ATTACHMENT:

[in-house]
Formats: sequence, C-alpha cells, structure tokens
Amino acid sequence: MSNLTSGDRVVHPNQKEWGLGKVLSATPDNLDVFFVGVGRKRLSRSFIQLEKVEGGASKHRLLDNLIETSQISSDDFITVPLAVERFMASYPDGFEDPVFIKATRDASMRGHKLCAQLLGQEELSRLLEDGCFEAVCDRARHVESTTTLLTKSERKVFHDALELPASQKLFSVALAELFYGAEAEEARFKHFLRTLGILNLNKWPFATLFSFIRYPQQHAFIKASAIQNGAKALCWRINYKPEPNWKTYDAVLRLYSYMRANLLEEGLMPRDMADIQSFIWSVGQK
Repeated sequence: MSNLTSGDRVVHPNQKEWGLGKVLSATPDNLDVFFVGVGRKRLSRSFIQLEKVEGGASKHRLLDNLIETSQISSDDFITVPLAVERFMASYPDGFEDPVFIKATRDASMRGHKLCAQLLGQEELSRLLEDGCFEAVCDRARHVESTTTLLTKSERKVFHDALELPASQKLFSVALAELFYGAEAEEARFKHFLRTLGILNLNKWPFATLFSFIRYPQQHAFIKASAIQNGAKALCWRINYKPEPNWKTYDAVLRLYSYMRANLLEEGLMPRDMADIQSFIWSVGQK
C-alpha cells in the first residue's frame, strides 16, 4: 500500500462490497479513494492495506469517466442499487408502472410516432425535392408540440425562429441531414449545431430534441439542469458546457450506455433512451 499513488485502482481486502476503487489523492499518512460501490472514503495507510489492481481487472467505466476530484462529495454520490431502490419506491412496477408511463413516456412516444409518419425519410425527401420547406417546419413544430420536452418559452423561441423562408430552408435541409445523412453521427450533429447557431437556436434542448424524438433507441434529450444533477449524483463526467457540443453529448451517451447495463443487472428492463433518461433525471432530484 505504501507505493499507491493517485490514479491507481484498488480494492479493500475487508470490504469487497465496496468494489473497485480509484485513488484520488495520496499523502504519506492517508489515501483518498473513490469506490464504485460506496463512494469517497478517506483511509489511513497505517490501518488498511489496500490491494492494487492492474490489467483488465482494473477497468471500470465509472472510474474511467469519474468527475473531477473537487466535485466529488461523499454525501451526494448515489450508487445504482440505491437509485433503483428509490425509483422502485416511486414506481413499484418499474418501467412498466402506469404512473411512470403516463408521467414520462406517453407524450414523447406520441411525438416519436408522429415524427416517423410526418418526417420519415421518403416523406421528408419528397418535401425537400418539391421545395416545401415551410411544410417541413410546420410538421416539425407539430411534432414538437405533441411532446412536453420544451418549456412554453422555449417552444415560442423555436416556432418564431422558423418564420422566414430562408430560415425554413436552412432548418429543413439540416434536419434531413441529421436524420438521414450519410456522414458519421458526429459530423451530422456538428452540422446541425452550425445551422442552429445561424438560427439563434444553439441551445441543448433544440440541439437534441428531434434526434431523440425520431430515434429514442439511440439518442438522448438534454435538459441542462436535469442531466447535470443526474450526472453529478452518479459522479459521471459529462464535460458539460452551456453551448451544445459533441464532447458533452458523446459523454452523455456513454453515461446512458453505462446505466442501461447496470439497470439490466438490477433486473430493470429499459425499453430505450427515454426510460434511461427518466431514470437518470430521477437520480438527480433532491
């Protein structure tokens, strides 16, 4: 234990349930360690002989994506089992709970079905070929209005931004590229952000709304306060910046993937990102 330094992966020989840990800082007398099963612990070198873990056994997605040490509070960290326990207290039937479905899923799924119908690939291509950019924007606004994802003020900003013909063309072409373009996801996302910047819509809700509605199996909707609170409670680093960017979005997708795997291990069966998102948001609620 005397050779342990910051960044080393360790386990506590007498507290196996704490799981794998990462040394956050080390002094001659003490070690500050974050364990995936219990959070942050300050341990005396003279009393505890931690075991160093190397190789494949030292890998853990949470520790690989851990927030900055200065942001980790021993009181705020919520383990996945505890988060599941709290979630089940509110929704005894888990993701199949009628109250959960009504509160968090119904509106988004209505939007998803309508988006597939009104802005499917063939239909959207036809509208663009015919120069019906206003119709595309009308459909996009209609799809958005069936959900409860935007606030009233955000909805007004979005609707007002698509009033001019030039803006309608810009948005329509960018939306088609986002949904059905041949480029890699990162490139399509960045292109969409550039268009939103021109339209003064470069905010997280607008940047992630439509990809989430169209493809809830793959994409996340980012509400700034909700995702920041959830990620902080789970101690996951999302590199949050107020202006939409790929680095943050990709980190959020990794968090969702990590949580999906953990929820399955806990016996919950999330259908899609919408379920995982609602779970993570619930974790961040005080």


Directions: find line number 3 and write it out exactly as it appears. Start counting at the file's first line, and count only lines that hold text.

Amino acid sequence: MSNLTSGDRVVHPNQKEWGLGKVLSATPDNLDVFFVGVGRKRLSRSFIQLEKVEGGASKHRLLDNLIETSQISSDDFITVPLAVERFMASYPDGFEDPVFIKATRDASMRGHKLCAQLLGQEELSRLLEDGCFEAVCDRARHVESTTTLLTKSERKVFHDALELPASQKLFSVALAELFYGAEAEEARFKHFLRTLGILNLNKWPFATLFSFIRYPQQHAFIKASAIQNGAKALCWRINYKPEPNWKTYDAVLRLYSYMRANLLEEGLMPRDMADIQSFIWSVGQK